All the latest money market information can be found here, including up-to-date SWAP rates and LIBOR rates. We'll also have commentary and views from our in-house experts.
Rates as at 20th August 2015
(SWAP rates provided by the Bank of Ireland. rounded to two decimal places.)
The following graph gives an indication of how the 3 Month LIBOR Rate has compared to Bank Base Rate over the past 12 months.
Historic SWAP Rates
The following graph gives an indication of how the Swap Rates have moved over the past 12 months.
What is Bank Rate?
Bank Rate is the interest rate at which the Bank of England is prepared to lend short-term money to financial institutions. Also referred to as Bank Base Rate, it directly affects short and longer-term interest rates set by commercial banks, building societies and other institutions for their own savers and borrowers.
Bank Rate is set each month by the Bank of England's Monetary Policy Committee and the monthly decision is announced at 12 noon immediately following the meeting. Decisions are made on a one-person-one-vote basis, with the Governor having the casting vote if there is no majority.
By changing the rate of interest, the MPC is attempting to influence the overall level of activity in the UK economy and keep a healthy balance between supply and demand.
Reductions in Bank Rate usually occur when the demand for goods and services falls to such a level that unemployment rises and businesses start to close. Increases in Bank Rate usually occur when the demand for goods and services rises at a faster pace than can be supplied by the economy.
Unusually, Bank Rate has been set at 0.5% since March 2009.
What are SWAP Rates?
SWAP rates are a mechanism through which lenders can acquire a fixed price for funding over a specific period of time, normally from 1 year to 10 years – although most commonly 2, 3, 5 and 10 year SWAP rate programmes are used as these are then used to create fixed rate mortgage products for homeowners, property investors and business mortgages.
SWAP rates will factor in what the money markets see
as the likely average rate over the chosen time period and can sometimes be cheaper than the prevailing variable rate and therefore result in a product (by the time the lender has added a margin) that is not only attractive but also provides the borrower with certainty of mortgage costs over the chosen period.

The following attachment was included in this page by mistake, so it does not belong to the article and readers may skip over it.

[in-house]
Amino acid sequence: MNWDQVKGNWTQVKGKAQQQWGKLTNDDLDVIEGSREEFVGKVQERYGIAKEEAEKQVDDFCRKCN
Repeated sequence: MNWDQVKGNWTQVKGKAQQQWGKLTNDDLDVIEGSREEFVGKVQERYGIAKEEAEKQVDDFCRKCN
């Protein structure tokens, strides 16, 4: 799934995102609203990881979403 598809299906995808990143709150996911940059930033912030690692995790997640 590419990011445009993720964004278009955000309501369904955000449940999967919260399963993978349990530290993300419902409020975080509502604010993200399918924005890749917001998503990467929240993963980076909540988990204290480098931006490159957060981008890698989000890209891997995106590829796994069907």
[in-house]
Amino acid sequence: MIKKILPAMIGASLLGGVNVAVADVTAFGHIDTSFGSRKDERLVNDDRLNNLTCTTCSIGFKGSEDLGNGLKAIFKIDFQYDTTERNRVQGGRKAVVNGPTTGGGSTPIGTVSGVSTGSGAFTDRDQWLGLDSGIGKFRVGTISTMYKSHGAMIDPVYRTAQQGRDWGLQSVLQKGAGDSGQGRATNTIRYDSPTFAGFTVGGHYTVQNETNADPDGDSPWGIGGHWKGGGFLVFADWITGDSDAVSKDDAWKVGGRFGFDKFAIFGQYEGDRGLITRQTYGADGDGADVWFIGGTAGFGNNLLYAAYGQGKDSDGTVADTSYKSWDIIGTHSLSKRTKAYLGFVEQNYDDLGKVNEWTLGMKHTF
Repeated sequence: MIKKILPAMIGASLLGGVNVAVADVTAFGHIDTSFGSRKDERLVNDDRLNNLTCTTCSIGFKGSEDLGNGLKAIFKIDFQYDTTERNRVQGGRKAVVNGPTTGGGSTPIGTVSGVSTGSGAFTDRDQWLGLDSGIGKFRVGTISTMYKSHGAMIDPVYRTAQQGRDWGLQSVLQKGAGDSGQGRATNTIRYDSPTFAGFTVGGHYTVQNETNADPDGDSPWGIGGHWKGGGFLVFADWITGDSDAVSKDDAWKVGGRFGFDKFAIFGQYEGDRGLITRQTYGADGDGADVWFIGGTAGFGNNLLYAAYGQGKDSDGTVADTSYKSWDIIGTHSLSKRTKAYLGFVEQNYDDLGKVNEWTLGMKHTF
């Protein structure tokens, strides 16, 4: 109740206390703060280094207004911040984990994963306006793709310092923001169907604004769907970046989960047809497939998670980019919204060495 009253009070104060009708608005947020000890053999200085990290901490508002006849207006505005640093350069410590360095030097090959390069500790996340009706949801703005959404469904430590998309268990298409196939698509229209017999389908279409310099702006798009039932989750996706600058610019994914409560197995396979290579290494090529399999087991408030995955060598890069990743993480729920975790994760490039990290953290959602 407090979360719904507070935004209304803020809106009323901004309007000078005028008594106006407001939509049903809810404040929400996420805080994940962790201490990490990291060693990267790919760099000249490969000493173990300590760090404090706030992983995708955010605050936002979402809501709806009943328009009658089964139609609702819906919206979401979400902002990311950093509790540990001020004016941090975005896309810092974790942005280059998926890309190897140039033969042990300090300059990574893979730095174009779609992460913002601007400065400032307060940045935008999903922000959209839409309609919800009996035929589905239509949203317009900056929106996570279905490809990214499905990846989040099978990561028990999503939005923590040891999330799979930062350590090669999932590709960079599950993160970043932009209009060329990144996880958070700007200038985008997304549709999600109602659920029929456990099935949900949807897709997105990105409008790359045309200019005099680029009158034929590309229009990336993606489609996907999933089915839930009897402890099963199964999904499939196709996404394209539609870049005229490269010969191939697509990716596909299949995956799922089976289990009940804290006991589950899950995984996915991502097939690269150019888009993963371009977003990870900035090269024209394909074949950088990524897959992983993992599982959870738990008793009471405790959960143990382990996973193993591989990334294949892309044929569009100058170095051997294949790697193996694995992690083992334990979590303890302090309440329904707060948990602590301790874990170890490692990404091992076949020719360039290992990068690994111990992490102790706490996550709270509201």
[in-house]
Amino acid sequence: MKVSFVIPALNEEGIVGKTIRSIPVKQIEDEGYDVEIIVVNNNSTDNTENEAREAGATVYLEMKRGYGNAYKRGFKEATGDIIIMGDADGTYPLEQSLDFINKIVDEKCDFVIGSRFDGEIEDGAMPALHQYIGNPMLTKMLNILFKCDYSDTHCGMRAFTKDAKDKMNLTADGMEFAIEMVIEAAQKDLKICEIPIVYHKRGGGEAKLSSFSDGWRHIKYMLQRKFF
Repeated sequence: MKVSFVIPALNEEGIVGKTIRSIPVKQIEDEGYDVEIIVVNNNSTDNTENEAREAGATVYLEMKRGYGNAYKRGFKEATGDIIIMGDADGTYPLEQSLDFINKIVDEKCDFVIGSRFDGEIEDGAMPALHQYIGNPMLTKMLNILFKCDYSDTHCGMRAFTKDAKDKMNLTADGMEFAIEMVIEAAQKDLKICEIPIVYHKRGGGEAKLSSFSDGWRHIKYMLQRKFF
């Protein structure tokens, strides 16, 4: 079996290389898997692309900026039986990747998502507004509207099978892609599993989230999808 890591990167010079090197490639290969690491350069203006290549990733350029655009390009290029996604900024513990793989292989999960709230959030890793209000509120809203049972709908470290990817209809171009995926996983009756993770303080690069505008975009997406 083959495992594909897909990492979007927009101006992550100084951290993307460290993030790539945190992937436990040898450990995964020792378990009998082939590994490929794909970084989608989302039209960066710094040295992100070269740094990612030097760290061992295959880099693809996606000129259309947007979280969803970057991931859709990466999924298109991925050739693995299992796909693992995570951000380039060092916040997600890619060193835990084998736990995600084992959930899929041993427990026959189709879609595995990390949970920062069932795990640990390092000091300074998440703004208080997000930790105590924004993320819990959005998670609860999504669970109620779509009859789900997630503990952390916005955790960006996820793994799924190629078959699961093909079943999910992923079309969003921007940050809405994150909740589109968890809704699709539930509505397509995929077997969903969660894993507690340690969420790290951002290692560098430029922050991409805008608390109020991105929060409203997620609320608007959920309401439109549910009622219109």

Some lenders will have sophisticated SWAP rate money management programmes and will be in a position to run a rolling fixed rate programme – i.e. offering a fix from the day of completion whereas some will work to a fixed end date such as fixed to 31 Aug 2014 which is more transparent to monitor.
As with any market. traders will occasionally “make the wrong call” and fixed rates based on unknown future events, can look dramatically attractive – simply the price appears “too good to be true”. If this happens, we recommend you check out the fees and any early redemption charges (ERCs) and if it still works, grab it before it goes.
What is LIBOR?
LIBOR stands for London InterBank Offered Rate and is the rate of interest that banks charge to lend money to each other. Each bank operating in the London market reports its own LIBOR for its cost of borrowing on the London market, and the rates reported by the larger banks are correlated by Ice Benchmark Administration (IBA)* on a daily basis to determine an overall market rate for LIBOR.
The wholesale markets allow banks which need money to be more fluid in the marketplace to borrow from those with surplus amounts. The banks with surplus amounts of money are keen to lend so that they can generate interest on the loans which they would not otherwise receive.
Historically LIBOR has run at between 0.15% and 0.25% in advance of where the markets believe Bank Rate will be in 3 months' time. This premium has fluctuated considerably in the period since the financial crash in 2008 but is currently around 0.06%.
* On 1st February 2014 Ice Benchmark Administration (IBA) assumed responsibility as the new administrator for LIBOR from the British Banker's Association (BBA). ICE works with a small group of large banks to set LIBOR on a daily basis.Source: www.mortgagesforbusiness.co.uk